Zoom's new "Zapps" app platform will crush or king-make lots of startups. https://t.co/HYtxmaO91R
Dark day for virtual event ticketing apps, since Zoom is doing that itself
Big day for whiteboards & task managers, since it's leaving those to platform partners pic.twitter.com/KCYRDteDIi
— Josh Constine -SignalFire (@JoshConstine) October 14, 2020
As Zoom usage exploded during the pandemic and it became a key tool for business and education, the idea of using a video conferencing platform to build a set of adjacent tooling makes a lot of sense. While the pandemic will come to an end, we have learned enough about remote work that the need for tools like Zoom will remain long after we get the all-clear to return to schools and offices.
We are already seeing promising startups like Mmhmm, Docket and ClassEdu built with Zoom in mind, and these companies are garnering investor attention. In fact, some investors believe Zoom could be the next great startup ecosystem.
Salesforce paved the way for Zoom more than a decade ago when it opened up its platform to developers and later launched the AppExchange as a distribution channel. Both were revolutionary ideas at the time. Today we are seeing Zoom building on that.
Jim Scheinman, founding managing partner at Maven Ventures and an early Zoom investor (who is credited with naming the company) says he always saw the service as potentially a platform play. “I’ve been saying publicly, before anyone realized it, that Zoom is the next great open platform on which to build billion-dollar businesses,” Scheinman told me.
He says he talked with Zoom leadership about opening up the platform to external developers several years ago before the IPO. It wasn’t really a priority at that point, but COVID-19 pushed the idea to the forefront. “Post-IPO and COVID, with the massive growth of Zoom on both the enterprise and consumer side, it became very clear that an app marketplace is now a critical growth area for Zoom, which creates a huge opportunity for nascent startups to scale,” he said.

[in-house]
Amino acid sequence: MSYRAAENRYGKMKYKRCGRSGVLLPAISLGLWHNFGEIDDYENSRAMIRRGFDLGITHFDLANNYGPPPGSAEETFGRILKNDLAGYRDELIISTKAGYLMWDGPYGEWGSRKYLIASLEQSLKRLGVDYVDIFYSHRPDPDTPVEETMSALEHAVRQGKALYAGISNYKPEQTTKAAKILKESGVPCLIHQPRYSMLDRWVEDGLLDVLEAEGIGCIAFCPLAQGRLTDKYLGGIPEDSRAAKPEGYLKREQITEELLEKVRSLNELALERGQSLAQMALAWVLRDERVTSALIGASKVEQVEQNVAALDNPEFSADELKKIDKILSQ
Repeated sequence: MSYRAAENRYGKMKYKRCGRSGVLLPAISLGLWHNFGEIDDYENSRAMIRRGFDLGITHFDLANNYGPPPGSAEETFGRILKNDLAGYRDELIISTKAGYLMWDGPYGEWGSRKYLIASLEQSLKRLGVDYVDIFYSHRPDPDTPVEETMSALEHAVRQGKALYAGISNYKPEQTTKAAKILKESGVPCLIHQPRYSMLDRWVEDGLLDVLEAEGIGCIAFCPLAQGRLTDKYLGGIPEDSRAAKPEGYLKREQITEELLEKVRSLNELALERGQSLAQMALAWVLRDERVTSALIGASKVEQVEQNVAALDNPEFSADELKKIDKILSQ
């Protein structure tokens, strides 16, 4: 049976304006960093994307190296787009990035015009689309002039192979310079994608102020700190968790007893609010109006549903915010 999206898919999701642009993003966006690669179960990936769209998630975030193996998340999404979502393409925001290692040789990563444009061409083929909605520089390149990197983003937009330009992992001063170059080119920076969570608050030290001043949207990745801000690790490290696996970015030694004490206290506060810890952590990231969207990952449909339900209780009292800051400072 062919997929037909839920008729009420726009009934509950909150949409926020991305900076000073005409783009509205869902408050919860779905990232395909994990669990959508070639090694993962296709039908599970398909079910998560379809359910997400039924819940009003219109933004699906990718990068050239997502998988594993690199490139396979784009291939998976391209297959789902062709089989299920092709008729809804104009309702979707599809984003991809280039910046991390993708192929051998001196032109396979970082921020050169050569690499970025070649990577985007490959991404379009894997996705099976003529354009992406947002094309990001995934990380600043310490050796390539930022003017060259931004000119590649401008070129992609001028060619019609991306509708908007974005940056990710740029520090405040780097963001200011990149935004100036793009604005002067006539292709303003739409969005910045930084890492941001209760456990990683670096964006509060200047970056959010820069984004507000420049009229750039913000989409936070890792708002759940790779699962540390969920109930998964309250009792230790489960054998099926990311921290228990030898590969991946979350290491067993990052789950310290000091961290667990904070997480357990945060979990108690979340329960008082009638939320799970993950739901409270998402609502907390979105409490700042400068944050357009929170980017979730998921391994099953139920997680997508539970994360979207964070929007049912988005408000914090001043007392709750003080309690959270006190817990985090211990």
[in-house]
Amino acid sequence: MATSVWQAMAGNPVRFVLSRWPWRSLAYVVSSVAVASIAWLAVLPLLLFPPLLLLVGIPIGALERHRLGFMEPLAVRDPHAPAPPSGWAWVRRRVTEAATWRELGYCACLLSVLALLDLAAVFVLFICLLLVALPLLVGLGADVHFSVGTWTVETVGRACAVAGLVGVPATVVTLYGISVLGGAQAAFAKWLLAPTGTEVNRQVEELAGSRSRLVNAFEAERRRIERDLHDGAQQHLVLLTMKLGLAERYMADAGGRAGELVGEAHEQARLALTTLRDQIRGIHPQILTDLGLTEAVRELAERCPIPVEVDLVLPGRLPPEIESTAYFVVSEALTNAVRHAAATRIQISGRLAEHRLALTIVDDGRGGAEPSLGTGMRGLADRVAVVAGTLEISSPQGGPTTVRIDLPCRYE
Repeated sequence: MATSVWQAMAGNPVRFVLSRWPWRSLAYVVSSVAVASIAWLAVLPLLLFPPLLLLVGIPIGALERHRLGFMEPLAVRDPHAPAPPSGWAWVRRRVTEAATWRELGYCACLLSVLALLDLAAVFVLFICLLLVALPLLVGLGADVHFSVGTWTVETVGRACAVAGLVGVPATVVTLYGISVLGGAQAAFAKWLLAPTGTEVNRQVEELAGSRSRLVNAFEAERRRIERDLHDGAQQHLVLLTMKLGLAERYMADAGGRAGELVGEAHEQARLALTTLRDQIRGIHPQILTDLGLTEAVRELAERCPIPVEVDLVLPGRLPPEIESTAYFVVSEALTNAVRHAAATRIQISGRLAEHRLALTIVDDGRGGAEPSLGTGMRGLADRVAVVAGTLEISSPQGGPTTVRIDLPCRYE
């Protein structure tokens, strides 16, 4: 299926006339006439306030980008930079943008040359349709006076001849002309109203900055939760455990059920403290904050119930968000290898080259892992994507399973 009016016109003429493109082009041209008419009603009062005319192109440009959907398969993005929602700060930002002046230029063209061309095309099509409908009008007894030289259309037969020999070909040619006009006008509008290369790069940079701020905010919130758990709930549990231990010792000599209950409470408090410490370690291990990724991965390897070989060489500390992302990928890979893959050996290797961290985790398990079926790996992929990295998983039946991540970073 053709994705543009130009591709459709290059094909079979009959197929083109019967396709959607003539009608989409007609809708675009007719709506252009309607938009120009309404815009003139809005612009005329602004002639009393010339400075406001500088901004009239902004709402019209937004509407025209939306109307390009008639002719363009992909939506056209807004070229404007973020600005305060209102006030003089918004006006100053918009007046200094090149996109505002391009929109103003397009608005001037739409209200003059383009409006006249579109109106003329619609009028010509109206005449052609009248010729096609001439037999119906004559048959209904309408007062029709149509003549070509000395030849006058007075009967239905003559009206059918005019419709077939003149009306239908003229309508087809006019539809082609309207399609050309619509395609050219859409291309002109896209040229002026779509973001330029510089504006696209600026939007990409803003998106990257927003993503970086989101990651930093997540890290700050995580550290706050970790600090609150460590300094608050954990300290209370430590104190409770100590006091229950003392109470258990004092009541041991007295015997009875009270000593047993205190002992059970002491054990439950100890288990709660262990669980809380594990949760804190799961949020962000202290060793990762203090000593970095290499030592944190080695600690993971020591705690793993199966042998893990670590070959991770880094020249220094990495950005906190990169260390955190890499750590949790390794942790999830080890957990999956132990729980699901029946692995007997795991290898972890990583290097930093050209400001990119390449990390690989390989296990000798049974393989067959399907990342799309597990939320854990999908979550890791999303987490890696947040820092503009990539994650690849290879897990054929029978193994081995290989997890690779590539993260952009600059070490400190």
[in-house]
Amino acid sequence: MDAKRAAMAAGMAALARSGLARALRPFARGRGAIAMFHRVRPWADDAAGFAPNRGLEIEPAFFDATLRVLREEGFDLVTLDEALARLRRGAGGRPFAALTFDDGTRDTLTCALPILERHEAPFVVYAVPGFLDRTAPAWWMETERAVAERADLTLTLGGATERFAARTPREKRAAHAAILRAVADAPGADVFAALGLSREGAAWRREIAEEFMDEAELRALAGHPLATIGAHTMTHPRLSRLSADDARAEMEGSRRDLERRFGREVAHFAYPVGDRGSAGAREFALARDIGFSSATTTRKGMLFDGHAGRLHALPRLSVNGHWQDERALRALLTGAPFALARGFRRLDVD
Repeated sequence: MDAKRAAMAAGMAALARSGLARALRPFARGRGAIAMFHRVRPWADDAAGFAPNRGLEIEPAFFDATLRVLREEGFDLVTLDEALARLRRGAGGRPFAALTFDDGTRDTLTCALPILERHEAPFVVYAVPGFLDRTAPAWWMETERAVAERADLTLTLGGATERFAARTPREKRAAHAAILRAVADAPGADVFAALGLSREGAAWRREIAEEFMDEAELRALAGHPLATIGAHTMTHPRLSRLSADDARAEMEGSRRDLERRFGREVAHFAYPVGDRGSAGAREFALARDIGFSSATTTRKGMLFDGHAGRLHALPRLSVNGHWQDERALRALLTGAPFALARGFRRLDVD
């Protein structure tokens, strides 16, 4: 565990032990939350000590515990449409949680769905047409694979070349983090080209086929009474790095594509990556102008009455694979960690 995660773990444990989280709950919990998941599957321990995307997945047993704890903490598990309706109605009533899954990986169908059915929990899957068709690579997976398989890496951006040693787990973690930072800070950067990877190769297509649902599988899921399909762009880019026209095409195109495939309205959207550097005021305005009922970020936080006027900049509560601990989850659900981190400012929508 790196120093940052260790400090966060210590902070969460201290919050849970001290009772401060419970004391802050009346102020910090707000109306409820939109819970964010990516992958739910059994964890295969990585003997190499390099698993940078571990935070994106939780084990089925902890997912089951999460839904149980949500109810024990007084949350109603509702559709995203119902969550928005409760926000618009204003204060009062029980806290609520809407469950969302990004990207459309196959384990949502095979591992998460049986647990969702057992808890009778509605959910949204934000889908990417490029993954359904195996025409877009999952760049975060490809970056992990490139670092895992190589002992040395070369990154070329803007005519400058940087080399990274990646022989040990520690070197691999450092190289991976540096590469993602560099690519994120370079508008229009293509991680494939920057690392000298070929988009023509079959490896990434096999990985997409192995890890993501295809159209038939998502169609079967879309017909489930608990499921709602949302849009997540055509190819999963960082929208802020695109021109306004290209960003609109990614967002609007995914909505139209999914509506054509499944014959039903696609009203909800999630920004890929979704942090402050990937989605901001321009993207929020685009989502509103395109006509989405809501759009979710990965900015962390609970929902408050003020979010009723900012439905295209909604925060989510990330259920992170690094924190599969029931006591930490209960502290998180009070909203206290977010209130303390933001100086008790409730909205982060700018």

Jason Green, founder and managing director at Emergence Capital (another early investor in Zoom and Salesforce) agreed: “Zoom believes that adding capabilities to the core Zoom platform to make it more functional for specific use cases is an opportunity to build an ecosystem of partners similar to what Salesforce did with AppExchange in the past.”
Before a platform can succeed with developers, it requires a critical mass of users, a bar that Zoom has clearly passed. It also needs a set of developer tools to connect to the various services on the platform. Then the substantial user base acts as a ready market for the startup. Finally, it requires a way to distribute those creations in a marketplace.
Zoom has been working on the developer components and brought in industry veteran Ross Mayfield, who has been part of two collaboration startups in his career, to run the developer program. He says that the Zoom Apps development toolset has been designed with flexibility to allow developers to build applications the way that they want.
For starters, Zoom has created WebViews, a way to embed functionality into an application like Zoom. To build WebViews in Zoom, the company created a JS Kit, which in combination with existing Zoom APIs enables developers to build functionality inside the Zoom experience. “So we’re giving developers a lot of flexibility in what experience they create with WebViews plus using our very rich set of API’s that are part of the existing platform and creating some new API’s to create the experience,” he said.
The Federal Trade Commission has announced a settlement with Zoom, after it accused the video calling giant of engaging in “a series of deceptive and unfair practices that undermined the security of its users,” in part by claiming the encryption was stronger than it actually was.